I hope that I will hear soon from you with positive response."

Now, call me a skeptic (please do, I'd love it :0) but this sounds like a massive set-up. How about this for a theory - a fundamentalist (with the emphasis on 'mentalist') Muslim organisation in Pakistan decides to send out e-mails to humanist, secular, liberal, human rights organisations in the UK. These e-mails purport to be from a likeminded comrade who is currently evolving their forward thinking secular philosophy whilst living, trapped and in fear for their life, in a dangerously oppressive theocratic state. The bleeding heart liberal types amongst us (me) respond to the new "pen-pal" and strike up correspondence. The "pen-pal" then passes my address to some UK based terror cell and I get a special "parcel with a bang" that either blinds me or takes all my fingers off. This gets reported in the national press and people think twice about meddling in the affairs of the extremist state.

I've already put myself off....

Monday, April 06, 2009

We had some new people over for afternoon tea* yesterday. Not new as in, freshly cloned; new as in, new-ish acquaintances. Sarah made a big pot of tea, cucumber sandwiches with the crusts off and rhubard and custard cake - very English. During the tea-time chit-chat conversation which ended up on idiosyncracies, learning habits and general behaviour, one of the guests referred to themselves as "anal"…..[Me: "cough"]…..my hand, reaching for a mackerel sandwich, paused momentarily and my eyes dropped to the tablecloth. The conversation, thankfully, carried on without any noticeable recognition of my flinch.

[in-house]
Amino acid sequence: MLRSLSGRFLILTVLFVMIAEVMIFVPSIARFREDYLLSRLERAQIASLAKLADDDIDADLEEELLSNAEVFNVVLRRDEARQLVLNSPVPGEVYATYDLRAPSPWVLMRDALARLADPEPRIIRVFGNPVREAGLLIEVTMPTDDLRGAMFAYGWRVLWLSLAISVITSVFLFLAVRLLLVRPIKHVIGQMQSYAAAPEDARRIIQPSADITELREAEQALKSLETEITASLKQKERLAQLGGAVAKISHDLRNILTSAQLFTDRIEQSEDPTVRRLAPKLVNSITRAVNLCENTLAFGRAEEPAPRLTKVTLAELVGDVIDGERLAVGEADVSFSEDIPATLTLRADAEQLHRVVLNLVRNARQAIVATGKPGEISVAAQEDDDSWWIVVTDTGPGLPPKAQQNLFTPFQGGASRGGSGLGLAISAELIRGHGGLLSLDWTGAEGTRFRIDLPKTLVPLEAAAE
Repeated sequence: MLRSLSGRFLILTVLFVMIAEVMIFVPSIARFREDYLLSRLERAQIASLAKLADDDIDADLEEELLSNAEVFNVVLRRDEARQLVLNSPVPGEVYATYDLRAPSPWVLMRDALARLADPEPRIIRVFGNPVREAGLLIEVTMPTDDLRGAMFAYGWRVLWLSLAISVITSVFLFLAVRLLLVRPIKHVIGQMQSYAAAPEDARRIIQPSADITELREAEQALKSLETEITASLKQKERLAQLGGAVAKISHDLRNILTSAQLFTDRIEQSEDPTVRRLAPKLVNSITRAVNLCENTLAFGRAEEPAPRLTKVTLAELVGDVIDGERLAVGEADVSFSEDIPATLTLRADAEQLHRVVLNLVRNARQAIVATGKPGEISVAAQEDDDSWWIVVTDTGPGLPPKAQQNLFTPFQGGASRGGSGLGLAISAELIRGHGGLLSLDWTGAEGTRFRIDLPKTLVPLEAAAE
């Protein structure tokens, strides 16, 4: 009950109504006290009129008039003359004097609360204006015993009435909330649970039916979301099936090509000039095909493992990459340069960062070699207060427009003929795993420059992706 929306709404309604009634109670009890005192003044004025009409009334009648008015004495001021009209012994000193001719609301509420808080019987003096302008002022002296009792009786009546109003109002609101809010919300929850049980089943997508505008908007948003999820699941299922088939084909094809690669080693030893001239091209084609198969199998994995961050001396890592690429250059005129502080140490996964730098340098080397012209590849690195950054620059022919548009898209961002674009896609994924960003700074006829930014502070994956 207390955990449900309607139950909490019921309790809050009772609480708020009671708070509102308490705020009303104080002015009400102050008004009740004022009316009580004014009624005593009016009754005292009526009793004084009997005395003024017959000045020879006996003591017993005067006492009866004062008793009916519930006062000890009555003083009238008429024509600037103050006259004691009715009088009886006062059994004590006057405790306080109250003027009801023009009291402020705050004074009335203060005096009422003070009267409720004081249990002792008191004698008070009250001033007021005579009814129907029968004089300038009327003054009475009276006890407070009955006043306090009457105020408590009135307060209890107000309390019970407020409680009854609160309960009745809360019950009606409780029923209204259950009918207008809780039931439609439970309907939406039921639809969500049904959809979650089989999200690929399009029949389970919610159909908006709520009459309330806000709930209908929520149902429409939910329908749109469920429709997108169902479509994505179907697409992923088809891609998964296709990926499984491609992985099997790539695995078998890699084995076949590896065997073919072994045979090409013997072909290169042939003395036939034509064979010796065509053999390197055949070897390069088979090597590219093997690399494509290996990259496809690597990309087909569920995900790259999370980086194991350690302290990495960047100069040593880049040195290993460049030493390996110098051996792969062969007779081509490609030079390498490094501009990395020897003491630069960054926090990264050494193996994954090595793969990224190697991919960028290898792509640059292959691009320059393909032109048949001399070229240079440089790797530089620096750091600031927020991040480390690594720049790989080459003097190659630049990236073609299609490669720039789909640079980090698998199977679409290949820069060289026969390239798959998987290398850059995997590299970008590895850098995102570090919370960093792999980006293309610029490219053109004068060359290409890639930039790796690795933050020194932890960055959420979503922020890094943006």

A quick post then about "that word", and also a quick statement that in this post I will be avoiding all types of comical double-entendres and euphemisms involving "that word".

From what I can remember, "that word", entered the ring (fnarr - damn!) of popular parlance as an adjective about 7 or 8 years ago, possibly through one of the many US sit-coms whose characters use psychotherapy-type terms quite frequently. I'm thinking Seinfeld, or Friends, Larry Sanders\Garry Shandling etc etc. In that context of course "that word", as a contraction of "anally-retentive", generally means 'uptight' or 'obsessive', 'compulsive' etc. Prior to that, in England, it would have been used to describe something to do with bum-holes. Anyway, to me it's just a word that you don't bring up at the table. Like 'rape'.

Maybe my aversion to it is a bit "that word" too. Maybe if I start thinking about how uptight I get about "that word" I'll get stuck in some feedback loop and explode? Anally-expulsive? Horrible, but we're not away from that whole topic yet, so to speak.